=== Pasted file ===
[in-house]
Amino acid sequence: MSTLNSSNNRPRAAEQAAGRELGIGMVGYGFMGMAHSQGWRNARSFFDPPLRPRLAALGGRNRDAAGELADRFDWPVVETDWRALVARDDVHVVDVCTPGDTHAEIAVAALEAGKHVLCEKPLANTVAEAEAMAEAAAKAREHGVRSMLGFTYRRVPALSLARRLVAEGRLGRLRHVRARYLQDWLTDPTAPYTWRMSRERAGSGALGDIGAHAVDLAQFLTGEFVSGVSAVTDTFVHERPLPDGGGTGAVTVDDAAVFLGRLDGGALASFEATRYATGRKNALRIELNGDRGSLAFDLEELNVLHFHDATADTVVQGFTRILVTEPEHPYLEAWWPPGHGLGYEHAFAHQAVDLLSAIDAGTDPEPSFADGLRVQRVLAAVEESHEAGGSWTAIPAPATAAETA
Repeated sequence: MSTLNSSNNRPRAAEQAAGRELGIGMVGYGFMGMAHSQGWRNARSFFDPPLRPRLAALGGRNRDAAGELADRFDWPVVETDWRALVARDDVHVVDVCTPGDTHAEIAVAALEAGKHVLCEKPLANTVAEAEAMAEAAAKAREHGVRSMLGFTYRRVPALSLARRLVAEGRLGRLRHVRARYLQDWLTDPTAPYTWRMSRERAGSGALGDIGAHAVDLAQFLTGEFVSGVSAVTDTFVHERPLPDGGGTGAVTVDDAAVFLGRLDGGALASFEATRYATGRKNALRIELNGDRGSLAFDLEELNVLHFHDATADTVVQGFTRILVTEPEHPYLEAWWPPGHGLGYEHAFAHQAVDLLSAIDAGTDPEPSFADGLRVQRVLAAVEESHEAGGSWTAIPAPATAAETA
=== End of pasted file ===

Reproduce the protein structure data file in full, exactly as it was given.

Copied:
[in-house]
Amino acid sequence: MSTLNSSNNRPRAAEQAAGRELGIGMVGYGFMGMAHSQGWRNARSFFDPPLRPRLAALGGRNRDAAGELADRFDWPVVETDWRALVARDDVHVVDVCTPGDTHAEIAVAALEAGKHVLCEKPLANTVAEAEAMAEAAAKAREHGVRSMLGFTYRRVPALSLARRLVAEGRLGRLRHVRARYLQDWLTDPTAPYTWRMSRERAGSGALGDIGAHAVDLAQFLTGEFVSGVSAVTDTFVHERPLPDGGGTGAVTVDDAAVFLGRLDGGALASFEATRYATGRKNALRIELNGDRGSLAFDLEELNVLHFHDATADTVVQGFTRILVTEPEHPYLEAWWPPGHGLGYEHAFAHQAVDLLSAIDAGTDPEPSFADGLRVQRVLAAVEESHEAGGSWTAIPAPATAAETA
Repeated sequence: MSTLNSSNNRPRAAEQAAGRELGIGMVGYGFMGMAHSQGWRNARSFFDPPLRPRLAALGGRNRDAAGELADRFDWPVVETDWRALVARDDVHVVDVCTPGDTHAEIAVAALEAGKHVLCEKPLANTVAEAEAMAEAAAKAREHGVRSMLGFTYRRVPALSLARRLVAEGRLGRLRHVRARYLQDWLTDPTAPYTWRMSRERAGSGALGDIGAHAVDLAQFLTGEFVSGVSAVTDTFVHERPLPDGGGTGAVTVDDAAVFLGRLDGGALASFEATRYATGRKNALRIELNGDRGSLAFDLEELNVLHFHDATADTVVQGFTRILVTEPEHPYLEAWWPPGHGLGYEHAFAHQAVDLLSAIDAGTDPEPSFADGLRVQRVLAAVEESHEAGGSWTAIPAPATAAETA